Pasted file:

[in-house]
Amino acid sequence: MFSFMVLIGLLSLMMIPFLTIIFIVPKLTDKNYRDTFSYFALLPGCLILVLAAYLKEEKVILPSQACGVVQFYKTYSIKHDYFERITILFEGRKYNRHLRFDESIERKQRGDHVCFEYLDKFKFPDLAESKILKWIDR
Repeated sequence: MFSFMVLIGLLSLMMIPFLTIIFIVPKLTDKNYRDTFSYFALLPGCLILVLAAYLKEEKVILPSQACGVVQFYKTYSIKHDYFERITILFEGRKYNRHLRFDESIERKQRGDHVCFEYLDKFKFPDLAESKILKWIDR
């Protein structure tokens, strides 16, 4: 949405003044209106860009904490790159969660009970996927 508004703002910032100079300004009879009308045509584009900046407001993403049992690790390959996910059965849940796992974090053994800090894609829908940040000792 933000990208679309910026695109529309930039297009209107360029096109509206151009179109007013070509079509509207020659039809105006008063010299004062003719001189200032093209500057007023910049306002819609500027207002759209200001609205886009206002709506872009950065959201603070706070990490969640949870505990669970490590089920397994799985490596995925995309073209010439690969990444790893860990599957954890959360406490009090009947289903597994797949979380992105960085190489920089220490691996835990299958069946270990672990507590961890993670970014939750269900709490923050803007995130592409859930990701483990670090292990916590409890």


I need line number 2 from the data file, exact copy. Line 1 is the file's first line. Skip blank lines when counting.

Amino acid sequence: MFSFMVLIGLLSLMMIPFLTIIFIVPKLTDKNYRDTFSYFALLPGCLILVLAAYLKEEKVILPSQACGVVQFYKTYSIKHDYFERITILFEGRKYNRHLRFDESIERKQRGDHVCFEYLDKFKFPDLAESKILKWIDR